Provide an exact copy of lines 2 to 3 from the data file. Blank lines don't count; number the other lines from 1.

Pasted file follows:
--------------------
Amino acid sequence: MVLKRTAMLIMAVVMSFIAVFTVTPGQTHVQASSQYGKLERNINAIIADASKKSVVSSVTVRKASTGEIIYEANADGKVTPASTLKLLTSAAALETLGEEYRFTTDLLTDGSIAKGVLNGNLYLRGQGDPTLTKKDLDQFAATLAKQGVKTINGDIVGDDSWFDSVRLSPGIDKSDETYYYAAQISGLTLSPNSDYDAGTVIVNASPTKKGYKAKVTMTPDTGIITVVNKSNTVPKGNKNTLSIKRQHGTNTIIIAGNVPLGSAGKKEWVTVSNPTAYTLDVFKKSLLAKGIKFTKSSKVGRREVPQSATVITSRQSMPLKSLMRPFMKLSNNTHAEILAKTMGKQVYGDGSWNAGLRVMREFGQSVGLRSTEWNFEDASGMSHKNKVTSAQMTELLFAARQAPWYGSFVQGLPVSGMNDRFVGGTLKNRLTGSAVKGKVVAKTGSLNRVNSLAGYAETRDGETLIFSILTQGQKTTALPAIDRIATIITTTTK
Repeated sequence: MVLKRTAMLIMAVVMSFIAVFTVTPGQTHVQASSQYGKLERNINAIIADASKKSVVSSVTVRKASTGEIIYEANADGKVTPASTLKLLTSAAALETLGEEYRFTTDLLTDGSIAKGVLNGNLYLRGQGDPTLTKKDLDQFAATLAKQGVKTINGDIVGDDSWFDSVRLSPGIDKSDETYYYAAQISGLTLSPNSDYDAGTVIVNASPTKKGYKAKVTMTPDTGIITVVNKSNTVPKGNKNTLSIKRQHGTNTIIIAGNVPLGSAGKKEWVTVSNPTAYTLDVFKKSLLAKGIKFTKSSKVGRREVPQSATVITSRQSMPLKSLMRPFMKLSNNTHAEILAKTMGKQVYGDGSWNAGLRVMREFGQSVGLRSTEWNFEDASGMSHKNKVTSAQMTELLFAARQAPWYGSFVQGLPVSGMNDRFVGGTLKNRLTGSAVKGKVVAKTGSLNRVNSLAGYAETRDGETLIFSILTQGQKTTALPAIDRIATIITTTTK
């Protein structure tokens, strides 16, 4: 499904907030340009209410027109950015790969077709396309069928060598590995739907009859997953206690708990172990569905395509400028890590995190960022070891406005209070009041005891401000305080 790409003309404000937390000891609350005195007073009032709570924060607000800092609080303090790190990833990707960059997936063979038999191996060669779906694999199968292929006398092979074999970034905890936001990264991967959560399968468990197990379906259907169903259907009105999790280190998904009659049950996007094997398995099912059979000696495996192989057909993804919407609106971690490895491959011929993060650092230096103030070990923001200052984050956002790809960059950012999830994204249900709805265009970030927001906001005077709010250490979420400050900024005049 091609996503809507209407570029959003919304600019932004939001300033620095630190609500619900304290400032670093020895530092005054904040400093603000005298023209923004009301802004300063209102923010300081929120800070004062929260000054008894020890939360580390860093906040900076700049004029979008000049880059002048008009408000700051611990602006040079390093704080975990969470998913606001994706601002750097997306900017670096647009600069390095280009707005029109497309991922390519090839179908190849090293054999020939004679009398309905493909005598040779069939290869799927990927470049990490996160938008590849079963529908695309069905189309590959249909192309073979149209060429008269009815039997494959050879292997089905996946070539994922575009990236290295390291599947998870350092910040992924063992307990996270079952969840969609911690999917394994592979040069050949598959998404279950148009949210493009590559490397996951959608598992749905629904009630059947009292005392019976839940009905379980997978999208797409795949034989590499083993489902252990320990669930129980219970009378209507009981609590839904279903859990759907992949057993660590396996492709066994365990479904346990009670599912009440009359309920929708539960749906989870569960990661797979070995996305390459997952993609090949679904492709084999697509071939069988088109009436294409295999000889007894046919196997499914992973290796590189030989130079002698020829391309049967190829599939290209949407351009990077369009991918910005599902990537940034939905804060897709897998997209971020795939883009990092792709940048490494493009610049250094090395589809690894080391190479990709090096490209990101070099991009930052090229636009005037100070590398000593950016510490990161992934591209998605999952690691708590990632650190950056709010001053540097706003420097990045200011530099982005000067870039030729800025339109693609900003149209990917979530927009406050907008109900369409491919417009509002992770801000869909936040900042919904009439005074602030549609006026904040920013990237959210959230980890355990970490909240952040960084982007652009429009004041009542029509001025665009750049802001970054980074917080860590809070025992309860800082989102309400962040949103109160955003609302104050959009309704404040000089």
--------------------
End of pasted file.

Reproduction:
Repeated sequence: MVLKRTAMLIMAVVMSFIAVFTVTPGQTHVQASSQYGKLERNINAIIADASKKSVVSSVTVRKASTGEIIYEANADGKVTPASTLKLLTSAAALETLGEEYRFTTDLLTDGSIAKGVLNGNLYLRGQGDPTLTKKDLDQFAATLAKQGVKTINGDIVGDDSWFDSVRLSPGIDKSDETYYYAAQISGLTLSPNSDYDAGTVIVNASPTKKGYKAKVTMTPDTGIITVVNKSNTVPKGNKNTLSIKRQHGTNTIIIAGNVPLGSAGKKEWVTVSNPTAYTLDVFKKSLLAKGIKFTKSSKVGRREVPQSATVITSRQSMPLKSLMRPFMKLSNNTHAEILAKTMGKQVYGDGSWNAGLRVMREFGQSVGLRSTEWNFEDASGMSHKNKVTSAQMTELLFAARQAPWYGSFVQGLPVSGMNDRFVGGTLKNRLTGSAVKGKVVAKTGSLNRVNSLAGYAETRDGETLIFSILTQGQKTTALPAIDRIATIITTTTK
């Protein structure tokens, strides 16, 4: 499904907030340009209410027109950015790969077709396309069928060598590995739907009859997953206690708990172990569905395509400028890590995190960022070891406005209070009041005891401000305080 790409003309404000937390000891609350005195007073009032709570924060607000800092609080303090790190990833990707960059997936063979038999191996060669779906694999199968292929006398092979074999970034905890936001990264991967959560399968468990197990379906259907169903259907009105999790280190998904009659049950996007094997398995099912059979000696495996192989057909993804919407609106971690490895491959011929993060650092230096103030070990923001200052984050956002790809960059950012999830994204249900709805265009970030927001906001005077709010250490979420400050900024005049 091609996503809507209407570029959003919304600019932004939001300033620095630190609500619900304290400032670093020895530092005054904040400093603000005298023209923004009301802004300063209102923010300081929120800070004062929260000054008894020890939360580390860093906040900076700049004029979008000049880059002048008009408000700051611990602006040079390093704080975990969470998913606001994706601002750097997306900017670096647009600069390095280009707005029109497309991922390519090839179908190849090293054999020939004679009398309905493909005598040779069939290869799927990927470049990490996160938008590849079963529908695309069905189309590959249909192309073979149209060429008269009815039997494959050879292997089905996946070539994922575009990236290295390291599947998870350092910040992924063992307990996270079952969840969609911690999917394994592979040069050949598959998404279950148009949210493009590559490397996951959608598992749905629904009630059947009292005392019976839940009905379980997978999208797409795949034989590499083993489902252990320990669930129980219970009378209507009981609590839904279903859990759907992949057993660590396996492709066994365990479904346990009670599912009440009359309920929708539960749906989870569960990661797979070995996305390459997952993609090949679904492709084999697509071939069988088109009436294409295999000889007894046919196997499914992973290796590189030989130079002698020829391309049967190829599939290209949407351009990077369009991918910005599902990537940034939905804060897709897998997209971020795939883009990092792709940048490494493009610049250094090395589809690894080391190479990709090096490209990101070099991009930052090229636009005037100070590398000593950016510490990161992934591209998605999952690691708590990632650190950056709010001053540097706003420097990045200011530099982005000067870039030729800025339109693609900003149209990917979530927009406050907008109900369409491919417009509002992770801000869909936040900042919904009439005074602030549609006026904040920013990237959210959230980890355990970490909240952040960084982007652009429009004041009542029509001025665009750049802001970054980074917080860590809070025992309860800082989102309400962040949103109160955003609302104050959009309704404040000089």